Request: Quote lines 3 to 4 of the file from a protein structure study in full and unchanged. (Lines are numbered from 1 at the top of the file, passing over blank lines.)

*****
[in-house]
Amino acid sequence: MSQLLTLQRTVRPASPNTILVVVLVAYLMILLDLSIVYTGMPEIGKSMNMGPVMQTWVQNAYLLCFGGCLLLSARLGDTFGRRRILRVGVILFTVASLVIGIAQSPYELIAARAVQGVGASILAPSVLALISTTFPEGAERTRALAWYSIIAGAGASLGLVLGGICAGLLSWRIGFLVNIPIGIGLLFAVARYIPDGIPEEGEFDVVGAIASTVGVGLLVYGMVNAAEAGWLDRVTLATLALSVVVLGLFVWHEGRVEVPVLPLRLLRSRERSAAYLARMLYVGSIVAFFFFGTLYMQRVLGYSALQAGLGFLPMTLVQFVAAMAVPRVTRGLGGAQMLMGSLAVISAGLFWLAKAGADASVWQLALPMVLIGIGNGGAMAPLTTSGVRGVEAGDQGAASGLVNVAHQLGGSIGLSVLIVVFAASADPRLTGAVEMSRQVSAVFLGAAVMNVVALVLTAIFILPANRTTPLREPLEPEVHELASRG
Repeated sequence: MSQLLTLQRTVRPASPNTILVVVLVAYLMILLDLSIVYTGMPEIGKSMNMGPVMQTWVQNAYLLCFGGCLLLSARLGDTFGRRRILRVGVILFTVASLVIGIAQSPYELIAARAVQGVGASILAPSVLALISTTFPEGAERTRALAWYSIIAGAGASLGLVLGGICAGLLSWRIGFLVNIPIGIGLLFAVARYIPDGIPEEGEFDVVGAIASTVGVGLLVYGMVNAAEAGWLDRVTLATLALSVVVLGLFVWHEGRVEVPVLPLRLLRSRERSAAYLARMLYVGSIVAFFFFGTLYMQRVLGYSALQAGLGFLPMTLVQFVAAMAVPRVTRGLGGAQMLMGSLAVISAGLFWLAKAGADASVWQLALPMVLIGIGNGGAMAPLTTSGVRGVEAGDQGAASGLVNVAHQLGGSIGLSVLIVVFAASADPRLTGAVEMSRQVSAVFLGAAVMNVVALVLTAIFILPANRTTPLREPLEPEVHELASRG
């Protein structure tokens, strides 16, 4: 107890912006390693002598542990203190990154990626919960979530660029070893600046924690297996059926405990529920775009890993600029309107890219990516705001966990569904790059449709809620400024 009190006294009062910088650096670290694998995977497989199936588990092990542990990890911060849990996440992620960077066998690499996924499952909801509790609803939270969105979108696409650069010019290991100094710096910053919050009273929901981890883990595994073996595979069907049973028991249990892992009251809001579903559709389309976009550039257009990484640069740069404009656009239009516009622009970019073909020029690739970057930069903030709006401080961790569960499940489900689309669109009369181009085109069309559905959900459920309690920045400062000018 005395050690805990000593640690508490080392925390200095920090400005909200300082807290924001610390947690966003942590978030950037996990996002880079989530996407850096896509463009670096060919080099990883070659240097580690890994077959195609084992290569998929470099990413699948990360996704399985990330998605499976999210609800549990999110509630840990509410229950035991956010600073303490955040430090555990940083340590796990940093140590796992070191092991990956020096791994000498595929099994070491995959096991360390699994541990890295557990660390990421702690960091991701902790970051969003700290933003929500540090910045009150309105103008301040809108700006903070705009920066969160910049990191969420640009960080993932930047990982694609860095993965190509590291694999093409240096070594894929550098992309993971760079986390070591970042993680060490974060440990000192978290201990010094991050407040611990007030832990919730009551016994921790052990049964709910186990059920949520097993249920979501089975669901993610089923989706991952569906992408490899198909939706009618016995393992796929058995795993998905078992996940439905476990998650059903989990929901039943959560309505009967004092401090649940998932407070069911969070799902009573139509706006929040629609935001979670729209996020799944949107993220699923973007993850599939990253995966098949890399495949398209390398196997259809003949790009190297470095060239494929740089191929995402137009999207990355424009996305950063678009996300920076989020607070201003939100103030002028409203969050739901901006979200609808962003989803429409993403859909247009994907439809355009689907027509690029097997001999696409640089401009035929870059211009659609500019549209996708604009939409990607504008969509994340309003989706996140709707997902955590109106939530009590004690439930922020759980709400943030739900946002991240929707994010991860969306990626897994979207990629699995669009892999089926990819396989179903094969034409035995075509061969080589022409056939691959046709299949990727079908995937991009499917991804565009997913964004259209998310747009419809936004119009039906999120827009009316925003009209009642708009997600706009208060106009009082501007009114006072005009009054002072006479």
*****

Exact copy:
Repeated sequence: MSQLLTLQRTVRPASPNTILVVVLVAYLMILLDLSIVYTGMPEIGKSMNMGPVMQTWVQNAYLLCFGGCLLLSARLGDTFGRRRILRVGVILFTVASLVIGIAQSPYELIAARAVQGVGASILAPSVLALISTTFPEGAERTRALAWYSIIAGAGASLGLVLGGICAGLLSWRIGFLVNIPIGIGLLFAVARYIPDGIPEEGEFDVVGAIASTVGVGLLVYGMVNAAEAGWLDRVTLATLALSVVVLGLFVWHEGRVEVPVLPLRLLRSRERSAAYLARMLYVGSIVAFFFFGTLYMQRVLGYSALQAGLGFLPMTLVQFVAAMAVPRVTRGLGGAQMLMGSLAVISAGLFWLAKAGADASVWQLALPMVLIGIGNGGAMAPLTTSGVRGVEAGDQGAASGLVNVAHQLGGSIGLSVLIVVFAASADPRLTGAVEMSRQVSAVFLGAAVMNVVALVLTAIFILPANRTTPLREPLEPEVHELASRG
């Protein structure tokens, strides 16, 4: 107890912006390693002598542990203190990154990626919960979530660029070893600046924690297996059926405990529920775009890993600029309107890219990516705001966990569904790059449709809620400024 009190006294009062910088650096670290694998995977497989199936588990092990542990990890911060849990996440992620960077066998690499996924499952909801509790609803939270969105979108696409650069010019290991100094710096910053919050009273929901981890883990595994073996595979069907049973028991249990892992009251809001579903559709389309976009550039257009990484640069740069404009656009239009516009622009970019073909020029690739970057930069903030709006401080961790569960499940489900689309669109009369181009085109069309559905959900459920309690920045400062000018 005395050690805990000593640690508490080392925390200095920090400005909200300082807290924001610390947690966003942590978030950037996990996002880079989530996407850096896509463009670096060919080099990883070659240097580690890994077959195609084992290569998929470099990413699948990360996704399985990330998605499976999210609800549990999110509630840990509410229950035991956010600073303490955040430090555990940083340590796990940093140590796992070191092991990956020096791994000498595929099994070491995959096991360390699994541990890295557990660390990421702690960091991701902790970051969003700290933003929500540090910045009150309105103008301040809108700006903070705009920066969160910049990191969420640009960080993932930047990982694609860095993965190509590291694999093409240096070594894929550098992309993971760079986390070591970042993680060490974060440990000192978290201990010094991050407040611990007030832990919730009551016994921790052990049964709910186990059920949520097993249920979501089975669901993610089923989706991952569906992408490899198909939706009618016995393992796929058995795993998905078992996940439905476990998650059903989990929901039943959560309505009967004092401090649940998932407070069911969070799902009573139509706006929040629609935001979670729209996020799944949107993220699923973007993850599939990253995966098949890399495949398209390398196997259809003949790009190297470095060239494929740089191929995402137009999207990355424009996305950063678009996300920076989020607070201003939100103030002028409203969050739901901006979200609808962003989803429409993403859909247009994907439809355009689907027509690029097997001999696409640089401009035929870059211009659609500019549209996708604009939409990607504008969509994340309003989706996140709707997902955590109106939530009590004690439930922020759980709400943030739900946002991240929707994010991860969306990626897994979207990629699995669009892999089926990819396989179903094969034409035995075509061969080589022409056939691959046709299949990727079908995937991009499917991804565009997913964004259209998310747009419809936004119009039906999120827009009316925003009209009642708009997600706009208060106009009082501007009114006072005009009054002072006479």